Early starts to blame for hard to see hockey

HOCKEY STAR: Gemma Flynn.
HOCKEY STAR: Gemma Flynn.

As the backlash continues from television audiences watching Olympic hockey on the bright blue synthetic field, Australian coach Ric Charlesworth claims the situation should have been avoided.

Charlesworth, who won gold with the Australian women's team in Atlanta and Sydney, took aim at Olympic organisers and the host broadcasters over early scheduling and even the humble cameraman.

He believes the problem isn't the pitch at all, but the early morning sun rising over the eastern stand at Riverbank Arena.

The Kookaburras and Hockeyroos have both played early games during the London tournament, with daily scheduling starting at 8.30am.

Charlesworth said the way the low morning light shines on the pitch and back towards the broadcast cameras, as well as the yellow ball on the blue pitch, has made life hard for hockey fans to follow games in their lounge rooms in Australia.

"It's not a problem out on the field," Charlesworth said.

"The problem is because of the television viewers or the television channels wanted early matches, you get the sun in the position it is, that's the problem.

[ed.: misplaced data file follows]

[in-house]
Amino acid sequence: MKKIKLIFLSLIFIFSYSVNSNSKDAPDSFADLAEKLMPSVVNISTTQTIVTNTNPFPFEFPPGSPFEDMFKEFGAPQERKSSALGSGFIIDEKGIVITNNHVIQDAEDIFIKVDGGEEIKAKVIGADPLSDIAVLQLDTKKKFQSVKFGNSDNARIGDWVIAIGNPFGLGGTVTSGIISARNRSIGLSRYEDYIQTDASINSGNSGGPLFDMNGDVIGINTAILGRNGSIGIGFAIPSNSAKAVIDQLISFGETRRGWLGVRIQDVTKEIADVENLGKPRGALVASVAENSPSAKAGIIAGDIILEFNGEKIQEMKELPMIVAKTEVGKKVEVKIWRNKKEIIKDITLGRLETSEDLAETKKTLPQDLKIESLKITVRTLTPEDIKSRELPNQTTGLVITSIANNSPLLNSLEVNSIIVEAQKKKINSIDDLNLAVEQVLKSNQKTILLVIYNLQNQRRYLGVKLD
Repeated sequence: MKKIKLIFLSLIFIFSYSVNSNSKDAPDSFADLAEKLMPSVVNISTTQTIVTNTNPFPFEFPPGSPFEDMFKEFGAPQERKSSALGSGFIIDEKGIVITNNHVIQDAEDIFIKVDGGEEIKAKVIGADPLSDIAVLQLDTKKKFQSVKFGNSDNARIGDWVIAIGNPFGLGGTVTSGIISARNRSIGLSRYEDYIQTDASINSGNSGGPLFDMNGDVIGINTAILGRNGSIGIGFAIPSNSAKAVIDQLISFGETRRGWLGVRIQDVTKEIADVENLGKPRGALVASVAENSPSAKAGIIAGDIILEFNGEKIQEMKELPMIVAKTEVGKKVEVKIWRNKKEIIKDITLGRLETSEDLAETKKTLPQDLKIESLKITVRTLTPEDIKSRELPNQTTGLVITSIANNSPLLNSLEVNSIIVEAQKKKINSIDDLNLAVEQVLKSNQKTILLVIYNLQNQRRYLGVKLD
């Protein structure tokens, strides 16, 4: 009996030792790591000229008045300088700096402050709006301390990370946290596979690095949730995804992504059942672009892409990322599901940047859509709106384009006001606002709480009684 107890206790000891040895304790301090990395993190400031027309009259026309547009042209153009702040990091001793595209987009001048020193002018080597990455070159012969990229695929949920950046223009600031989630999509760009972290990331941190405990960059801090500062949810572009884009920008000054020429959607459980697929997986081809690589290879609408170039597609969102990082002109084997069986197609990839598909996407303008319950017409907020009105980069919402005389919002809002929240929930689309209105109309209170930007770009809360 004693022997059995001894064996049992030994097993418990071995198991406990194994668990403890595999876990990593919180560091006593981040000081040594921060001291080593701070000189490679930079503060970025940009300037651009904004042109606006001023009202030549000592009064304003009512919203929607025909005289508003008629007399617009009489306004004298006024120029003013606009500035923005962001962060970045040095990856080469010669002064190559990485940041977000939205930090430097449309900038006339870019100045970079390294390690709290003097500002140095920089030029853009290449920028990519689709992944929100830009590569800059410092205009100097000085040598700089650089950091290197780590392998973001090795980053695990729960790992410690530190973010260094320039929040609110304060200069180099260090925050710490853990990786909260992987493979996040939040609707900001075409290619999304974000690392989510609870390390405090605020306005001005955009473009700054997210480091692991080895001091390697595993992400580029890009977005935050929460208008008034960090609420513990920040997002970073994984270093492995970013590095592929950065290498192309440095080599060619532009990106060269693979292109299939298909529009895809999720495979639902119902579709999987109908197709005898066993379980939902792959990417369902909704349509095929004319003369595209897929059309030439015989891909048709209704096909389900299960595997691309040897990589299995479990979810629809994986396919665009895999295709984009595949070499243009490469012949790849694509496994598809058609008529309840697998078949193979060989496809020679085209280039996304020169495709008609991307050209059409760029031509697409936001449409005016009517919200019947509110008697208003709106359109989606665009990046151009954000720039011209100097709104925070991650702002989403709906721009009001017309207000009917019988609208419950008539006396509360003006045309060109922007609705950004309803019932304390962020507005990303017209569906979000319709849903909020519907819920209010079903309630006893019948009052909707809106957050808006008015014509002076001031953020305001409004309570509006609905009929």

"Once or twice I think it's the quality of the camera work, hockey is very fast and so it takes a while for the camera crew to get up to speed to.

"But the problem is you play an early match, the sun's low, that's the difficulty in seeing the ball.

"This could have been predicted, but that's the sort of things that happens."

The Hockeyroos played their tournament opener against New Zealand at 8.30am, but backed up Wednesday night against Germany at 9.15pm (London time), while the Kookaburras took on South Africa at 10.45am.

Before the competition started, Charlesworth and the Australian Olympic Committee lodged an appeal over scheduling.

The world No 1 men's hockey team was fuming after being drawn to play three games at 8.30am during the Games competition in July and August, meaning they would be forced to start the day at 5am to prepare.

Claiming it was a disadvantage, the Australians complained and have had their clash with Pakistan on August 7 swapped to 10.45am, with the Korea-Netherlands game moved to the earlier time.

Hockeyroos coach Adam Commens said the women's team had adjusted well to having to play early in the morning.

"The early ones are OK for us, because we train at 6am in Perth," he said.

"It's difficult when you have to go early, late, early (game times), it limits the recovery time in between matches.

"We have a recovery plan that we stick to and we've learned how to slide (between) the days, from other tournament experiences.

"We're used to sleeping at different times and making sure you have to go to bed when you need to and go to bed a bit later like we did (Monday night) in preparation (to play Germany)."